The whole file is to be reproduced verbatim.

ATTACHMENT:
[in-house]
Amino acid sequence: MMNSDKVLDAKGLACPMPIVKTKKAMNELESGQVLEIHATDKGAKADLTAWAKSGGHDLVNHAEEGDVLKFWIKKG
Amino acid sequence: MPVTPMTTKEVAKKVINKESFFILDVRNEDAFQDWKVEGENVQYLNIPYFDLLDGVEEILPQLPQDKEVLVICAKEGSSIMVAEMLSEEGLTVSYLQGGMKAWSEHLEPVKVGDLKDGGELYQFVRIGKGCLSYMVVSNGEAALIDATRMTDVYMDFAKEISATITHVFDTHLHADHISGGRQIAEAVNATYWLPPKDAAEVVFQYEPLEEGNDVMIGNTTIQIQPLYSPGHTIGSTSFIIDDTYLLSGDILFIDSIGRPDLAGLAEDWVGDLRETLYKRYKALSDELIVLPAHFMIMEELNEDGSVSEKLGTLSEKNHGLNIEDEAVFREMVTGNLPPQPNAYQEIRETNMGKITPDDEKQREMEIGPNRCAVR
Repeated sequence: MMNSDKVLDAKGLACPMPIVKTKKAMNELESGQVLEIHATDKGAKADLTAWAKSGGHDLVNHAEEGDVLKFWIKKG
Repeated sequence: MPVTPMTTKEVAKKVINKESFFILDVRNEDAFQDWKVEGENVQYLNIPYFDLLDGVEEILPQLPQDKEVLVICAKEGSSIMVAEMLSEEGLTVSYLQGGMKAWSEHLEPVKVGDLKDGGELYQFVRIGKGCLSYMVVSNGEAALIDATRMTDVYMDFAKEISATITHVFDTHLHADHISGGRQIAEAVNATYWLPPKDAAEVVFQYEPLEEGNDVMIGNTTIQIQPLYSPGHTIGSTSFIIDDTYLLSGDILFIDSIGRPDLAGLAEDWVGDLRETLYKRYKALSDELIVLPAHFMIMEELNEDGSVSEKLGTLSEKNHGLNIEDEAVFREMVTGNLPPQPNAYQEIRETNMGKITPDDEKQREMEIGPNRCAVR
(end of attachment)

[in-house]
Amino acid sequence: MMNSDKVLDAKGLACPMPIVKTKKAMNELESGQVLEIHATDKGAKADLTAWAKSGGHDLVNHAEEGDVLKFWIKKG
Amino acid sequence: MPVTPMTTKEVAKKVINKESFFILDVRNEDAFQDWKVEGENVQYLNIPYFDLLDGVEEILPQLPQDKEVLVICAKEGSSIMVAEMLSEEGLTVSYLQGGMKAWSEHLEPVKVGDLKDGGELYQFVRIGKGCLSYMVVSNGEAALIDATRMTDVYMDFAKEISATITHVFDTHLHADHISGGRQIAEAVNATYWLPPKDAAEVVFQYEPLEEGNDVMIGNTTIQIQPLYSPGHTIGSTSFIIDDTYLLSGDILFIDSIGRPDLAGLAEDWVGDLRETLYKRYKALSDELIVLPAHFMIMEELNEDGSVSEKLGTLSEKNHGLNIEDEAVFREMVTGNLPPQPNAYQEIRETNMGKITPDDEKQREMEIGPNRCAVR
Repeated sequence: MMNSDKVLDAKGLACPMPIVKTKKAMNELESGQVLEIHATDKGAKADLTAWAKSGGHDLVNHAEEGDVLKFWIKKG
Repeated sequence: MPVTPMTTKEVAKKVINKESFFILDVRNEDAFQDWKVEGENVQYLNIPYFDLLDGVEEILPQLPQDKEVLVICAKEGSSIMVAEMLSEEGLTVSYLQGGMKAWSEHLEPVKVGDLKDGGELYQFVRIGKGCLSYMVVSNGEAALIDATRMTDVYMDFAKEISATITHVFDTHLHADHISGGRQIAEAVNATYWLPPKDAAEVVFQYEPLEEGNDVMIGNTTIQIQPLYSPGHTIGSTSFIIDDTYLLSGDILFIDSIGRPDLAGLAEDWVGDLRETLYKRYKALSDELIVLPAHFMIMEELNEDGSVSEKLGTLSEKNHGLNIEDEAVFREMVTGNLPPQPNAYQEIRETNMGKITPDDEKQREMEIGPNRCAVR